Technology Is Your Friend

Nowadays, technology has replaced the old ways of tracking a lost pet. GPS tracking devices are the way of the future. Some collars are now equipped with GPS transmitters that could easily pin point the location of your pet with one easy look on your locator or a call to your service provider.

Microchip implants on the other hand are cheaper and permanent. Virtually painless when the procedure is done, these devices are placed on the loose skin of a pet above his shoulder blades. It works by providing information of breed and contact information of owners when scanned on shelters or vet clinics. Microchips are more or less what usually tags are for. Some say they are the dog tags of the future.

Take The Train Less Traveled

Sometimes people forget how important training could be to a pet. Learning to do what is said is actually the first thing any pet should learn if you do not want them to get lost. When a pet is focused and trained, it will not wander off when told to stay. To a pet any moving object could be a distraction. When a pet is a well trained, you will have a greater chance of not losing them.

Pet Pictorials

In cases that you do lose your pets, posters will be your best friend. A good poster is only as good as the picture it has. Always keep a recent photo of your pet and use this to create effective posters. Any distinguishable marks on your pets will be very helpful. To you, your pet maybe one of a kind but to everyone else, he will just be another animal on a line.

Success!

Knowing that you have done everything to prevent this from happening is the first step of ensuring that you never lose your pets. Of course, no matter how cautious you are, sometimes you can never really prevent accidents from happening. An open window or door could easily cause a lost pet. But because you have your safety nets in place, the chances of recovery of your beloved companions will much greater. In the end there is only so much you can do to prevent these things from happening. But to a pet owners life constant alertness is required. When you have a pet, you have the responsibility to keep them safe. And to do that, you must at least follow one of these suggestions.




Rick Condie has been an online trainer for over 8 years now. Specializing in eBay, and website design and marketing. For more information on pet security visit http://www.neverloseyourpet.com/





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Pet Survival Kit - Protecting Your Pets During Disaster - Dog and Cat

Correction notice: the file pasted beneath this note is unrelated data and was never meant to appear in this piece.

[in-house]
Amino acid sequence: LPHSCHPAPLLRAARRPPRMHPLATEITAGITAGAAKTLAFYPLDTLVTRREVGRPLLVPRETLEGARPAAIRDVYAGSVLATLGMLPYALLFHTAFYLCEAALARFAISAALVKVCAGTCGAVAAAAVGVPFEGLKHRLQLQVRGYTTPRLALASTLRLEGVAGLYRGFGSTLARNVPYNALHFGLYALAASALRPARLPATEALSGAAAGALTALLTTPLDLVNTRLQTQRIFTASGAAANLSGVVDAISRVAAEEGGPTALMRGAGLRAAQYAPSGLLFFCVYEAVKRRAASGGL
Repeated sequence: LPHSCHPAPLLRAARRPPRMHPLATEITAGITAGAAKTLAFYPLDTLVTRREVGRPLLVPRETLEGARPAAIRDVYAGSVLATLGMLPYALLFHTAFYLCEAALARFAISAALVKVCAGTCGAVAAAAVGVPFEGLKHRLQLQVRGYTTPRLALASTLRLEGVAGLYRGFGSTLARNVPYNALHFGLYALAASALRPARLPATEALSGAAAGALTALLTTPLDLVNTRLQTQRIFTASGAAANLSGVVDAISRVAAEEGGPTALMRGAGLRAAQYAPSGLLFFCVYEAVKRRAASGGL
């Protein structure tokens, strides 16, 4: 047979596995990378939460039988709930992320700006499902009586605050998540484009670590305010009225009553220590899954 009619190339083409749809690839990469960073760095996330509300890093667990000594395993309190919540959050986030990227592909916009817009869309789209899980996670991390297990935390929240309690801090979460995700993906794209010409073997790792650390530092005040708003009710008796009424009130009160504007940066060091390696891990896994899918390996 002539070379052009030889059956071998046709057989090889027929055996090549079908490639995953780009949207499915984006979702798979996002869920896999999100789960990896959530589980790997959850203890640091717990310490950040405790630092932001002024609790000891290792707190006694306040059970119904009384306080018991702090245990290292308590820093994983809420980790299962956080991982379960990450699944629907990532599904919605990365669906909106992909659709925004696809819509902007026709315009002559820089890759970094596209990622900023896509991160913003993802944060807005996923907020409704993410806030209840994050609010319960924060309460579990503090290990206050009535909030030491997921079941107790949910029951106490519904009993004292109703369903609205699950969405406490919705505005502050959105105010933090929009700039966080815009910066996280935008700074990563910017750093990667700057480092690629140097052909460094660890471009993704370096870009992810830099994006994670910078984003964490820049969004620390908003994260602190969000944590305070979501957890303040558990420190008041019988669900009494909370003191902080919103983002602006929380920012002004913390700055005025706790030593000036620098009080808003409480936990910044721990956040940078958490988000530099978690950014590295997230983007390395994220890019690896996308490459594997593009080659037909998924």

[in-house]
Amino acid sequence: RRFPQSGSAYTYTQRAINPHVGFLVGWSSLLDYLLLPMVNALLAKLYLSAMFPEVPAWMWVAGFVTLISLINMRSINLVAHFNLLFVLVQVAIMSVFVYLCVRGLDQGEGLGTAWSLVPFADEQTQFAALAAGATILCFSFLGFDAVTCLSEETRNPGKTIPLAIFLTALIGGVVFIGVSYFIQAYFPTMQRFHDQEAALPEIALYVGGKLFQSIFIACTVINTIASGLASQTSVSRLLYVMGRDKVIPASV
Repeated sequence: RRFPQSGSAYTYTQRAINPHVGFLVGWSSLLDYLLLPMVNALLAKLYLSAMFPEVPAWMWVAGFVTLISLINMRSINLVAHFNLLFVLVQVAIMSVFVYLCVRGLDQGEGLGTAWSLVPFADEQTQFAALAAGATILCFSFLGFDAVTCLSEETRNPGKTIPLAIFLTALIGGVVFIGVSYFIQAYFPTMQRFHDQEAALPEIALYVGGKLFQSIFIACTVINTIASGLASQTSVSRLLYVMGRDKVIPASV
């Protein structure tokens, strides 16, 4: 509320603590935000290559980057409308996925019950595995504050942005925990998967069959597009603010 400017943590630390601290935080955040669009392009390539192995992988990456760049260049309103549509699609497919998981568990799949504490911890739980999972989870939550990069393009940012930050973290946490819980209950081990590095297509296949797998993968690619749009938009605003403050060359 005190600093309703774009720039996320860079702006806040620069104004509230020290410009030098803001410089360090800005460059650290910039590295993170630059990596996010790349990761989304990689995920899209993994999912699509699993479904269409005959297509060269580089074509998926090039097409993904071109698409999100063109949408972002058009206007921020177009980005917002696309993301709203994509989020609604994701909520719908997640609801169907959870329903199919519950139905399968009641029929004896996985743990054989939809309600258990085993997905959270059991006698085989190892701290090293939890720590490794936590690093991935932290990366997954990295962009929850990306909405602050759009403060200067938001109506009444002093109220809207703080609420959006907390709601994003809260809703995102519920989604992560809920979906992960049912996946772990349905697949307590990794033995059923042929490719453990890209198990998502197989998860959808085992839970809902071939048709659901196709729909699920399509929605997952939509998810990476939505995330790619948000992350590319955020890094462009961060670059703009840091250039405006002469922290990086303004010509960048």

Pets can easily be lost in a time of disaster. While they would typically find their way home based on surroundings and scent, it can become difficult when the area has been changed due to weather or other natural disasters and the scent untraceable. That leaves your pet stranded wherever they may be without a lot of help in getting home to their family. A missing pet for many is the same as missing any other loved member of that family, which is why the utmost care must be taken in locating lost animals.

A tag with their owners name, phone number, and address, with the name of the pet clearly on it is a good start to getting your pet home. People are more willing to take in a pet that appears to belong to someone versus a stray looking animal. This is a quick sign that this animal needs help and is not harmful. This method is great for when the pet simply wanders a little too far from home in the neighborhood or on a busy street corner, but may not be best suited for a longer distance.

That is why technology has given us many other ways of keeping track of our pets and helping us locates them wherever they may end up. Microchips have been developed that will assist in identifying your pet if picked up by an animal shelter. It will provide them with your animal's name, as well as the owner's information. This also provides proof that the pet does belong to you in case a conflict arises over ownership. This is a harmless procedure in which a chip is inserted just beneath the skin of your pet in a location behind the neck. This standard location is used as it is easily scanned and consistent. Just next time you take your pet in for a check-up; talk with your vet on if this is a good option for you and your pet.

If microchips or tags just still does not give you a feeling of security about your pet, there is another option that will actually track you pet through satellite. It is practically a GPS on your pet. These can be placed on collars or also inserted into their skin. It will make tracking down your excited pet that made it out of the back yard chasing something of interest a lot easier, and practically double the chances of finding your pet after a serious natural disaster. Many veterinarians have the options readily available and can provide you with more information.

It does not matter which method you choose to identify your beloved pet, it is just crucial that at least one of these are put into action. A pet without identification is harder to track than a Jane Doe without fingerprints or dental records. So if you worry about your family pet, then take the necessary steps to ensure their safety and make the stress on you a little easier.




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5 Easy Ways to Boost Your Pet's Health


In the current's fast paced world, many animal owners find themselves without the amount time they'd like to spend caring for their pets.